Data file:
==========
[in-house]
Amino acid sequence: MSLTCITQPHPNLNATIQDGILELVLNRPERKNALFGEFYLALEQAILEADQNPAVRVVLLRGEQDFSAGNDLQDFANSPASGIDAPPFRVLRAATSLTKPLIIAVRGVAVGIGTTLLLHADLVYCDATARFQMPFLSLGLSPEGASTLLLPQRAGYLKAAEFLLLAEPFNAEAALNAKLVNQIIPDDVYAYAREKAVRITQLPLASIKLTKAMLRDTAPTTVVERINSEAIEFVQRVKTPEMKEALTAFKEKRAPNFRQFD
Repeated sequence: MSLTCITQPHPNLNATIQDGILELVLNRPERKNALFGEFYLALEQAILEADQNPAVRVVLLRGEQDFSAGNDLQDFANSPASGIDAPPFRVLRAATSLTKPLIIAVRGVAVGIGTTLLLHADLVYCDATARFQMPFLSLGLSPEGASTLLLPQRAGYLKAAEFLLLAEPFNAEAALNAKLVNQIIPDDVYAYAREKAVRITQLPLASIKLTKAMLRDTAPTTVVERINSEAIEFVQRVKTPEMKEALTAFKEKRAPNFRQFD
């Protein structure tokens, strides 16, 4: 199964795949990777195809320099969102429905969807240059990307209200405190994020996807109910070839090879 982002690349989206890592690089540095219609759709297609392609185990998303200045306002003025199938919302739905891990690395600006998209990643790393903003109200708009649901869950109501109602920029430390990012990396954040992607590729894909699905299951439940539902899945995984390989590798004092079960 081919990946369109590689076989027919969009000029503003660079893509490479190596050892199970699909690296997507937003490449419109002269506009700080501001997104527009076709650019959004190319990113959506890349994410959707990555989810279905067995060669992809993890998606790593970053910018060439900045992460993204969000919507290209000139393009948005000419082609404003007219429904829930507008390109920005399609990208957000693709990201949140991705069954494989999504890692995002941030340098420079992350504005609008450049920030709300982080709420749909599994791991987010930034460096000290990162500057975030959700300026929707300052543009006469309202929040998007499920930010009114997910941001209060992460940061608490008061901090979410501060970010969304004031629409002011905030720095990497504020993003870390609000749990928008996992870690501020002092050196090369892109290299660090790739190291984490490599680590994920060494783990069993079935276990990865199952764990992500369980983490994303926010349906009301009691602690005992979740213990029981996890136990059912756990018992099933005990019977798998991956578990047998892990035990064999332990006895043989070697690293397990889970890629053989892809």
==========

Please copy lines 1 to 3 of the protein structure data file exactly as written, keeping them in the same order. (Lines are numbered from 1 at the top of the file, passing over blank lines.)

[in-house]
Amino acid sequence: MSLTCITQPHPNLNATIQDGILELVLNRPERKNALFGEFYLALEQAILEADQNPAVRVVLLRGEQDFSAGNDLQDFANSPASGIDAPPFRVLRAATSLTKPLIIAVRGVAVGIGTTLLLHADLVYCDATARFQMPFLSLGLSPEGASTLLLPQRAGYLKAAEFLLLAEPFNAEAALNAKLVNQIIPDDVYAYAREKAVRITQLPLASIKLTKAMLRDTAPTTVVERINSEAIEFVQRVKTPEMKEALTAFKEKRAPNFRQFD
Repeated sequence: MSLTCITQPHPNLNATIQDGILELVLNRPERKNALFGEFYLALEQAILEADQNPAVRVVLLRGEQDFSAGNDLQDFANSPASGIDAPPFRVLRAATSLTKPLIIAVRGVAVGIGTTLLLHADLVYCDATARFQMPFLSLGLSPEGASTLLLPQRAGYLKAAEFLLLAEPFNAEAALNAKLVNQIIPDDVYAYAREKAVRITQLPLASIKLTKAMLRDTAPTTVVERINSEAIEFVQRVKTPEMKEALTAFKEKRAPNFRQFD